Another way is to use a toothpick. Yes, a plain wooden toothpick. Sometime before the ceremony, perhaps at the rehearsal dinner, or on the last night you spend together before the wedding, on as part of your first look, use the toothpick to carve your names or initials into the candle. You can carve words, symbols, too. If you have children, add their names to the candle.
For my fellow officiants, remember that any ritual can feel flat without context. For a unity candle ritual, add language about what the flame means.
Let me tell you about one of my couples: Emely and Sol. They were married at the Chapel at Wesleyan University in Middletown, CT. Before the two moms lit their candles, I said this:
On a birthday cake, fire marks the passage of time. Around a campfire, fire sets the stage for stories. Fire represents the heated words of adolescence—so necessary to the process of growing up. Fire represents the porch light that isn’t turned off until a child, of whatever age, is safely home. Fire represents the ambition and drive children needs to build their own lives. Fire represents the hearth in a new home…with all the warmth, illumination, inspiration and passion that parents want for their children.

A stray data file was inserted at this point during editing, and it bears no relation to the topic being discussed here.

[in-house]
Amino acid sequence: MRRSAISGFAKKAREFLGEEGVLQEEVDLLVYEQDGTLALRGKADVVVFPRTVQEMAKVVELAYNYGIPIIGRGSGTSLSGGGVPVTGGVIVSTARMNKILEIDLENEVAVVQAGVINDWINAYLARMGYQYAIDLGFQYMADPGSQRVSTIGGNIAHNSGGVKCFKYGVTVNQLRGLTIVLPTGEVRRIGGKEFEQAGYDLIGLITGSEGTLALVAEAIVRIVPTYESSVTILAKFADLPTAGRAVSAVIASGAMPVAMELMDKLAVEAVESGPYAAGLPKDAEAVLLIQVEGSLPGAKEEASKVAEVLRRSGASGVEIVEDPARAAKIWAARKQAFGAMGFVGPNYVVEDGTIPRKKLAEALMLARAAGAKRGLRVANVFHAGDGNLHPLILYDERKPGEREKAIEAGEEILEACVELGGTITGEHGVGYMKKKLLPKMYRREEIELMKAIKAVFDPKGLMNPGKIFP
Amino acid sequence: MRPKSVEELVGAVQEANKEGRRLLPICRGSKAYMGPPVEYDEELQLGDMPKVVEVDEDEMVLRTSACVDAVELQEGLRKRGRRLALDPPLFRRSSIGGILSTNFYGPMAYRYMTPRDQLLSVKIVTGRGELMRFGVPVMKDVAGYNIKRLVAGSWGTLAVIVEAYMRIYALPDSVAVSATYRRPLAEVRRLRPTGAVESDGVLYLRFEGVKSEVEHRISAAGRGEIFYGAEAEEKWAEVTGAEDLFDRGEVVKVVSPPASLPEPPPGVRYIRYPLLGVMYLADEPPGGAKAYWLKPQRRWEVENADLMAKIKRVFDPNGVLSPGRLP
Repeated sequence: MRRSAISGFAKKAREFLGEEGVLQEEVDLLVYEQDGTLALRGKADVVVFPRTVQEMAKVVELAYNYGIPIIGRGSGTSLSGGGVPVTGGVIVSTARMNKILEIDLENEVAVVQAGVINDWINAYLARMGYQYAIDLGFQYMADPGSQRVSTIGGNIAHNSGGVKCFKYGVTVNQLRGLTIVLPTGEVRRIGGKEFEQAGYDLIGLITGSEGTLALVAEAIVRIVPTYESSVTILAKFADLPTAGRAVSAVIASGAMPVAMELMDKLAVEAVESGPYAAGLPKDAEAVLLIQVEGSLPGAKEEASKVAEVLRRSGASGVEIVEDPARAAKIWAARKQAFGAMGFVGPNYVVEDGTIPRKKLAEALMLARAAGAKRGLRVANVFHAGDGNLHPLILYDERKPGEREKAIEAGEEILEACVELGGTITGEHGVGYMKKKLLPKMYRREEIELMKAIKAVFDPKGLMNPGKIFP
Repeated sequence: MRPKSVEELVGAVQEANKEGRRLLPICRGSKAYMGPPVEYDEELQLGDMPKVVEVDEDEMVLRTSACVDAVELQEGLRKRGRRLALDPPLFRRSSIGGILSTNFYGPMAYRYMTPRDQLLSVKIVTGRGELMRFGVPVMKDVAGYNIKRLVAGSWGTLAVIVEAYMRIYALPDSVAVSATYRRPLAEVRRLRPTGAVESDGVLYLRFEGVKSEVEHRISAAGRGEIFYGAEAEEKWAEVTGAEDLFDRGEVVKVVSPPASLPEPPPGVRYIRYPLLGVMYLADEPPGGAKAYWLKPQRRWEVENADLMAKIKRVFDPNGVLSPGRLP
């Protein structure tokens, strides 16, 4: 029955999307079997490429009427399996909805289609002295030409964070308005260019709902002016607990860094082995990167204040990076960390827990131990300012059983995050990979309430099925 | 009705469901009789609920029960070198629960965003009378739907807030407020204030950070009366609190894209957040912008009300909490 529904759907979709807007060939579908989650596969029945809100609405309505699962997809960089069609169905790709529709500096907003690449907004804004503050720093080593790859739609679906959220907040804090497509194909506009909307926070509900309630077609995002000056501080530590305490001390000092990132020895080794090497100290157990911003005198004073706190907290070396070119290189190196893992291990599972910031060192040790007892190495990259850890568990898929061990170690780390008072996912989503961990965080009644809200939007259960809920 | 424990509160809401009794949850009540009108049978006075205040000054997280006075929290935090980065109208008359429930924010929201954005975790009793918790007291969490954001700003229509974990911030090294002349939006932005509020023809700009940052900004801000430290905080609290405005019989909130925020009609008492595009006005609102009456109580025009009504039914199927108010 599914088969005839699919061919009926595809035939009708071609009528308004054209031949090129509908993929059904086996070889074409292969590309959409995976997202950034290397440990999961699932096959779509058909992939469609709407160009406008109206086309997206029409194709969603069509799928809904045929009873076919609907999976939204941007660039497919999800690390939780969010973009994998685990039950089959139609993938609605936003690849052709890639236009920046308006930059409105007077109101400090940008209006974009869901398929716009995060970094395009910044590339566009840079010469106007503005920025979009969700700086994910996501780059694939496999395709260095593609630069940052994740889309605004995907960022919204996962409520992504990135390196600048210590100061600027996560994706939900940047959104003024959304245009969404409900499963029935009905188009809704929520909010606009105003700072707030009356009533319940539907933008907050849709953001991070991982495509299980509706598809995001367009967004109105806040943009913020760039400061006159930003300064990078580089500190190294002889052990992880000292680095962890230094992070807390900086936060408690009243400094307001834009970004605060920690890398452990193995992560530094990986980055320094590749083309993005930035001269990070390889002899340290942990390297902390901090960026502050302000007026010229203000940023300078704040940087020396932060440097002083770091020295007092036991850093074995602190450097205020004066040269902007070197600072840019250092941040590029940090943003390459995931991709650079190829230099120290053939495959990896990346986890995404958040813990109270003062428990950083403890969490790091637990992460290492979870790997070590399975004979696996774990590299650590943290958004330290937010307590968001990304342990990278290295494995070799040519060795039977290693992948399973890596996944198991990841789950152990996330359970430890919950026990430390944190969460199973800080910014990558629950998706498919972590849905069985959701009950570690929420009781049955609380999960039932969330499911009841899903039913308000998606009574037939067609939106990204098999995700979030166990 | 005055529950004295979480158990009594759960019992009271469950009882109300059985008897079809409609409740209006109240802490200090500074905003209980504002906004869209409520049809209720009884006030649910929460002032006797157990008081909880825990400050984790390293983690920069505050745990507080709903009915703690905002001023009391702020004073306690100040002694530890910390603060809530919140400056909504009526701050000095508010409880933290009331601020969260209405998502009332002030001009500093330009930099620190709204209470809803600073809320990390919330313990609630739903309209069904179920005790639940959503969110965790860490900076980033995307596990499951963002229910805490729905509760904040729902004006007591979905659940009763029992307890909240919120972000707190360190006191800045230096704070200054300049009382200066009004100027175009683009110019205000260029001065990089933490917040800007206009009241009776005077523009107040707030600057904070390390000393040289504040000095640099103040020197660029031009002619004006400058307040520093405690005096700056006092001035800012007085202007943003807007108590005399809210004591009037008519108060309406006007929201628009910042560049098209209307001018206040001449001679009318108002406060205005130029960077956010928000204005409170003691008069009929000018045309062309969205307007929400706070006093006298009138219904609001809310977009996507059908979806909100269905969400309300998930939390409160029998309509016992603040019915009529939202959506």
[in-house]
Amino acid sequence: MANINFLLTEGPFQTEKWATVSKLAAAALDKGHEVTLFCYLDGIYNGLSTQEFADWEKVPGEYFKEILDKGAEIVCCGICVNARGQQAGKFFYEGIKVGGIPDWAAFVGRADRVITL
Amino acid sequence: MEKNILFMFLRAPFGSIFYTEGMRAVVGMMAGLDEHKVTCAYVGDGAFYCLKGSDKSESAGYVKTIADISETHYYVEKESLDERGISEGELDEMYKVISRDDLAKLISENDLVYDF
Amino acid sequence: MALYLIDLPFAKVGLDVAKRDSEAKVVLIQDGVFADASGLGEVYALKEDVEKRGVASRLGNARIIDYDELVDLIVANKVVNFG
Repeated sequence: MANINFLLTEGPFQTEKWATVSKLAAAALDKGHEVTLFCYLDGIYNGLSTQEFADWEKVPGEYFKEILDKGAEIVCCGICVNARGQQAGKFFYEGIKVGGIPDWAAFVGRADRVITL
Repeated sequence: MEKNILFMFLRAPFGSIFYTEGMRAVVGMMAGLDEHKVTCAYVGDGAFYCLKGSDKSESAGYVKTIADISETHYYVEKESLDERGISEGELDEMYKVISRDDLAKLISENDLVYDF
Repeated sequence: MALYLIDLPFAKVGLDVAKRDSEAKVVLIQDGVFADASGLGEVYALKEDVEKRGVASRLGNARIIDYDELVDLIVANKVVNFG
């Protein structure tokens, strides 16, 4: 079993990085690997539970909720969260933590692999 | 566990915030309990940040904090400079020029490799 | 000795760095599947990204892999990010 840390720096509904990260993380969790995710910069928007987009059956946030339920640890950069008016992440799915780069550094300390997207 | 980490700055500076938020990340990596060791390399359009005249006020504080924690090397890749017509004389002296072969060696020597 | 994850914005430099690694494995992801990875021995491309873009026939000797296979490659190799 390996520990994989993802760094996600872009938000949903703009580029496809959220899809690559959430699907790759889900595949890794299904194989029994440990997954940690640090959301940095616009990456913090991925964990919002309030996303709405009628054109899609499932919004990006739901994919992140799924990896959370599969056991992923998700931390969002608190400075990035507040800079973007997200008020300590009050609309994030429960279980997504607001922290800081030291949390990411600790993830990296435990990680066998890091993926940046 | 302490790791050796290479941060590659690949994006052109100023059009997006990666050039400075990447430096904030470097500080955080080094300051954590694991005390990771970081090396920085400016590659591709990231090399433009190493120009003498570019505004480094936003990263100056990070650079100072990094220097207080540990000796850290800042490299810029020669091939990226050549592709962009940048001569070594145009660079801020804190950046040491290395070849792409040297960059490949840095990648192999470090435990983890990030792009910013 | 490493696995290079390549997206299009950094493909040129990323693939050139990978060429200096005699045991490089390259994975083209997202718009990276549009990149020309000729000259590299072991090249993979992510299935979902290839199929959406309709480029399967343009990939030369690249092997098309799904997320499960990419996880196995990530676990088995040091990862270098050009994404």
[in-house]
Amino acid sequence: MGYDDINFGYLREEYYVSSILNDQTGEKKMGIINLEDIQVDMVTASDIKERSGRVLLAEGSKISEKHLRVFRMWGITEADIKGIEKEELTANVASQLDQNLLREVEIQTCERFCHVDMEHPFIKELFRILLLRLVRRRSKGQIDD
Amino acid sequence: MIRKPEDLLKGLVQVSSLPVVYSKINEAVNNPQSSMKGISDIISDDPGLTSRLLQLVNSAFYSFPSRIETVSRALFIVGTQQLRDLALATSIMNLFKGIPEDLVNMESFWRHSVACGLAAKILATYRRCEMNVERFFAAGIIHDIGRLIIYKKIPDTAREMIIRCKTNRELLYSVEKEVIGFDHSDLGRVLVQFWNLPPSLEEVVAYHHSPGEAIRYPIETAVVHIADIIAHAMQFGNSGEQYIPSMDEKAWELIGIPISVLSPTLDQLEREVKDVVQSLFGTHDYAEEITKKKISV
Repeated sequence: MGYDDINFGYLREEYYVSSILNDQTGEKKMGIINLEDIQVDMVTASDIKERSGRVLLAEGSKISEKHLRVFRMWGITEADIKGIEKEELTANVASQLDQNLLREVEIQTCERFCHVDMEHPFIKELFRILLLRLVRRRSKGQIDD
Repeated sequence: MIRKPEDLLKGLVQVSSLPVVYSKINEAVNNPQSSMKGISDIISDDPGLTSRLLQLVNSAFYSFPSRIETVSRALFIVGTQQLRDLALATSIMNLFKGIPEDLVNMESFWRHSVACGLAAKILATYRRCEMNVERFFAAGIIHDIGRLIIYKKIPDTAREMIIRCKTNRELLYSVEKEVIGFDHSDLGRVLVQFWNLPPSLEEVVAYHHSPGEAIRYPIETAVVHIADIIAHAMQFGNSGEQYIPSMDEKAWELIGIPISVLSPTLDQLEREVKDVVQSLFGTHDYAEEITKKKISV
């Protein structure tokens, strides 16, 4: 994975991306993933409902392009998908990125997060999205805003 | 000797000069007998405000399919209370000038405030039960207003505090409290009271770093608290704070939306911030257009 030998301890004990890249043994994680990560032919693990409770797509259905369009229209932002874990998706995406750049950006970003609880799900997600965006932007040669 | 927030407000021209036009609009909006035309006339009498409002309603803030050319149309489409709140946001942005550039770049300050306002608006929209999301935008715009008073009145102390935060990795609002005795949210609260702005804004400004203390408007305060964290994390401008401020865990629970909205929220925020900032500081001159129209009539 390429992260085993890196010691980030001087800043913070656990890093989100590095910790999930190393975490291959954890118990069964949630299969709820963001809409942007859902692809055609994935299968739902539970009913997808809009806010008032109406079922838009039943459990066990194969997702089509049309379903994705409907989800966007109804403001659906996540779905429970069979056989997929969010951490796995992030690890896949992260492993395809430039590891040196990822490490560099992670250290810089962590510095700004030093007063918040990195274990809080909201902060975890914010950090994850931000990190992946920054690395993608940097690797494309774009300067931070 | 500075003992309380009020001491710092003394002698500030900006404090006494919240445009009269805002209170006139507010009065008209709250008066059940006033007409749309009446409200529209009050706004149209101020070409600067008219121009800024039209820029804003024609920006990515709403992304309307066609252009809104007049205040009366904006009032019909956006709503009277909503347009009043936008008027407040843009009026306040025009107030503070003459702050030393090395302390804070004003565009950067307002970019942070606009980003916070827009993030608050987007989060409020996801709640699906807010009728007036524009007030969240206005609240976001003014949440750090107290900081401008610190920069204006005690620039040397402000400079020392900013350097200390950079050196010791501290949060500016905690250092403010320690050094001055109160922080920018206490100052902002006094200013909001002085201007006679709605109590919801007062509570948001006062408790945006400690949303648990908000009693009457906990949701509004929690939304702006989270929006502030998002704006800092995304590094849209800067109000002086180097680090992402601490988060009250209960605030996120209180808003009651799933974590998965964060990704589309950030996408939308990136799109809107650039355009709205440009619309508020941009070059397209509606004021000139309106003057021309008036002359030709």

You might be officiating for someone who is an Eagle Scout and had to learn to make fire with a piece of flint. You might be officiating for someone who has a passion for making cupcakes and the heat of an oven is critical to her creativity and success. You might be officiating for a glassblower or a blacksmith or a microbrewer. They all work with fire. In such cases, add language that reflects their connection to fire – that fire is used to create a container, or a tool, or a drink. Give context to the ritual.
EARTH and the Sand Ceremony
Earth is associated with trees, rocks, and mountains, with the ancestors, the legacy we’re given and the legacy we leave. Picture an hourglass with its shifting “sands of time” and you can feel a link to a wedding sand ceremony.
The central idea behind the sand ceremony is that the bride and groom each pour sand from their individual containers into the one container that represents their union. The sand in their individual containers might be different colors, or it might have come from different places.
When the sand is different colors, blending it can create a work of art. The couple can each pour several colors of sand. Or family members might pour some of the colors.